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Comment Re:Word up (Score 1) 95

Far be it from me to "defend" word (a plain text editor and TeX is more my style), but do really blame the programmers for the bulk of Word's shortcomings? I suspect it wasn't a programmer who said, "hey, let's have a talking paperclip!"

If it's buggy and crashing all the time, then it's poor programming, poor QA, or unrealistic timeframes set by the higher-ups. If it's the features that are completely useless and laughable, then I wouldn't be blaming the programmers. But that's just me...

Comment Re:Spying? (Score 1) 104

My sense -- perhaps completely off base -- is that even if "ISP Google" doesn't use a modicum of data, it's still a Good Idea for Google to offer high-speed internet on the cheap. The more you use the internet, the more potential there is to make money on ad revenue. And if you have lousy internet, you're more liable to resort to other, less-monetizable forms of entertainment.

I like to think -- and this is again perhaps a bit naive -- that there's some overlap between what Google wants and what I want with regards to internet access (although for different reasons).

Comment Re:What is the appeal of these things? (Score 1) 129

as always - things that HAVE NOT EVER been a problem.

Sure, but much of what I use the internet for doesn't "solve a problem," it's just convenience. When I wanted to look up a word, I used to grab a dictionary, instead of googling. When I wanted to learn about some event in history or similar, I'd grab the encyclopedia, instead of wikipedia. Once laptops became commonplace, it was about the same speed to look it up on the net (assuming I had to wake up the laptop first); now that smartphones are ubiquitous, it's decidedly faster to just whip out your phone.

The only "problem" that was solved was some gains in efficiency. Now it seems we're at the point of diminishing returns to be sure, but that doesn't mean that setting an alarm/adding items to a shopping list/etc. can't be streamlined a tiny but more.

Personally, the killer app as I see it is having a more robust silent alert (I sometimes don't feel the vibration from my phone) along with the ability to quickly see if I should just ignore the alert or address it (it takes about 1s to glance at a watch and determine if something requires my attention, vs. several seconds to take my watch out of my pocket -- and the former can be done without significant hand movement).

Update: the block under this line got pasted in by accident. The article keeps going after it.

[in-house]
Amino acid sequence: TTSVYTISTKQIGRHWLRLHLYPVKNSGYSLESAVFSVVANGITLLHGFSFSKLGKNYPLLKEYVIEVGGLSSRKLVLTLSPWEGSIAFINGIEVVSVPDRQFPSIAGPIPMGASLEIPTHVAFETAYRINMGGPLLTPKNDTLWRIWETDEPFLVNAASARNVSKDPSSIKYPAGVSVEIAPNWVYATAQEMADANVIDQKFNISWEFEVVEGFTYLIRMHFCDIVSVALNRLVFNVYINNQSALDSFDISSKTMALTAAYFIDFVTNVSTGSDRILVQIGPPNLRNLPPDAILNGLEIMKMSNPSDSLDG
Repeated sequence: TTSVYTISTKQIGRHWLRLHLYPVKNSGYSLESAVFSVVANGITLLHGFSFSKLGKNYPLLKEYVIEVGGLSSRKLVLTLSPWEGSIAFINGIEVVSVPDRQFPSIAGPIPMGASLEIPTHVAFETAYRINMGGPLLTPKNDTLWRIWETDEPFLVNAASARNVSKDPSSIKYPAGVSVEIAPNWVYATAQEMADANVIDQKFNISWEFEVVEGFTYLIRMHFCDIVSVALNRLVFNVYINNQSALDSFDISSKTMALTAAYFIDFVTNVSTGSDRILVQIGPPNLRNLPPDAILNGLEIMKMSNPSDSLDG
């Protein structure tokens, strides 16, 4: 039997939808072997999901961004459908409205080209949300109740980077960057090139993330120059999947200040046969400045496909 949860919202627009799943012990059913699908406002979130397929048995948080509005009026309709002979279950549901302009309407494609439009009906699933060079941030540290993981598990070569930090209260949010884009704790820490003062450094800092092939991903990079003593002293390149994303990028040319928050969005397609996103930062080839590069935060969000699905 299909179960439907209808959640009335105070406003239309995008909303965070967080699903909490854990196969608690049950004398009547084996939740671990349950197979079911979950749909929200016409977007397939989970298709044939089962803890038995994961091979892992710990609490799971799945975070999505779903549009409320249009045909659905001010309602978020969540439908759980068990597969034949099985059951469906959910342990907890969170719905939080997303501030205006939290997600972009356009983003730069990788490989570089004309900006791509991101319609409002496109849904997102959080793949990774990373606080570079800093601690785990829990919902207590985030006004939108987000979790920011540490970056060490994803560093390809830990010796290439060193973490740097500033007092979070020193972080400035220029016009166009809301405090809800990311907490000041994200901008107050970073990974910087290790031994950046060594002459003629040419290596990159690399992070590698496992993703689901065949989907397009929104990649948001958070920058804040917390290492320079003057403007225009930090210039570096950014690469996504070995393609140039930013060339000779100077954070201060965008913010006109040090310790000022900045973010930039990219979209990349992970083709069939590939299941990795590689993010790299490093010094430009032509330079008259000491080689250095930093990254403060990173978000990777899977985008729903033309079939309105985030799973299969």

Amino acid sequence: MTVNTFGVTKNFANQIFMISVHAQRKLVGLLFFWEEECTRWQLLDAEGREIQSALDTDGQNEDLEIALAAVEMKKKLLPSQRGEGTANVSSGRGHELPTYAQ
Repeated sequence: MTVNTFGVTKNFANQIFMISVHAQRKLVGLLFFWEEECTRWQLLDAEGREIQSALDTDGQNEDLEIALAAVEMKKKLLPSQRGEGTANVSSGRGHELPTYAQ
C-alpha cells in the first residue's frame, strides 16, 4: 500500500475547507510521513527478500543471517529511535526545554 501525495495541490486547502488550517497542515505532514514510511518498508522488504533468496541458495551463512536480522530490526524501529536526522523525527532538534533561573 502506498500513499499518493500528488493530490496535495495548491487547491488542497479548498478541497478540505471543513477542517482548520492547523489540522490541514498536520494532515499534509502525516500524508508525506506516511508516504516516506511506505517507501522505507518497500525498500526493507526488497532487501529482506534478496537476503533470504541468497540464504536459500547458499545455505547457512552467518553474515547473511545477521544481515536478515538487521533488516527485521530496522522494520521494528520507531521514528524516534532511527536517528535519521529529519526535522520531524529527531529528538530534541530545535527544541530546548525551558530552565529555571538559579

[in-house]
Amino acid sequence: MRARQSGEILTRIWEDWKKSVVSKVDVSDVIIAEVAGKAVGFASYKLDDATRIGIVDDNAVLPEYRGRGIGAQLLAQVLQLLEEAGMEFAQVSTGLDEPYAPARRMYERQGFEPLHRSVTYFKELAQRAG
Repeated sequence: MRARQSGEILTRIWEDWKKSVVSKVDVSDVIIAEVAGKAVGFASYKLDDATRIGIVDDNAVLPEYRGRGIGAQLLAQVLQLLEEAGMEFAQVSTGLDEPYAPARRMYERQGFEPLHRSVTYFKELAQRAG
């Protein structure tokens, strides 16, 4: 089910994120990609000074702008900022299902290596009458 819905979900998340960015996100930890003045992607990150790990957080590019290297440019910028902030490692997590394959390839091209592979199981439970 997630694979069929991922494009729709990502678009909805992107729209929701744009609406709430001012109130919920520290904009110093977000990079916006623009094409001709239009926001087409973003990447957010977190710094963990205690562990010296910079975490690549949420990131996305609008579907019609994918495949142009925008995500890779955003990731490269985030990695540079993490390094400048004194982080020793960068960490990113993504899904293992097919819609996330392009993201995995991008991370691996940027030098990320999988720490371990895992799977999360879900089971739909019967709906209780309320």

My limited experience with this is based off of a $15 "smart" watch which was extremely flaky, but when it worked I was certainly happy with the workflow.

Comment Re:When will VideoCards peak? (Score 1) 89

Nice. I was thinking more in terms of computational power required for arbitrary photo-realistic graphics at this resolution. I'm not even sure if that's a well-posed question, though. But perhaps one could decide the minimum size of a polygon/size of textures required/etc., and come up with some heuristic argument for theoretical GPU requirements that could provide an imperceptibly high frame rate at the "44.1kHz/16bit video" resolution/bitdepth, displaying an arbitrarily complex (up to the limit of human perception) scene.

I like and agree with your calculation, up to (perhaps?) a factor of two due to ol' Nyquist–Shannon and whatnot (e.g., human hearing is often quoted as good to 20kHz, but we require twice that or ~40kHz due to sampling). Also, the human eye has a phenomenal dynamic range, so the bitdepth might need to pretty high, although the full dynamic range is only realized over a very slow timescale I think (we can see just fine in the sunlight at ~1kW/m^2 illumination, but we can also see object outlines at night when an entire room is lit only by an LED pushing 100 mW).

Comment Re:When will VideoCards peak? (Score 2) 89

...44.1kHz 16 bit audio is relatively trivial...

So, is is there an analogous specification for video cards? The 44.1kHz @ 16bit is pretty easily justified (Nyquist–Shannon + reasonable dynamic range). Can a visual equivalent be easily justified? That is to say, at sort of "eye limited" (retina, in Apple lingo) resolution and field of view, how many polygons can be said to make up the human perception of reality, and what sort of graphics processing muscle would be required to drive this?

I of course have no idea, just wondering out loud. Just trying to approach OP's question in a pseudo-scientific fashion.

Comment Re:What's bad for the telcos (Score 1) 194

In the vast majority of cases, I certainly agree. However, there are some instances where -- at least in a very narrow sense -- "big business" has more-or-less similar interests as the consumer. As an example, Netflix and Google both have seemingly reasonable stances on internet openness (at least in the USA). Whether you want to look at this as big business doing The Right Thing or as big business looking to lower their costs to increase their bottom line is up to you.

I almost* feel sorry for the telcos; they're sort of a necessary evil in that they don't offer anything other than a means to an end -- a required but largely thankless service. Netflix has movies, I want to watch them, and the fact that they have to go over a series of tubes to get to me isn't something I really care about or even notice, unless it doesn't work flawlessly.

*Well...actually not at all.

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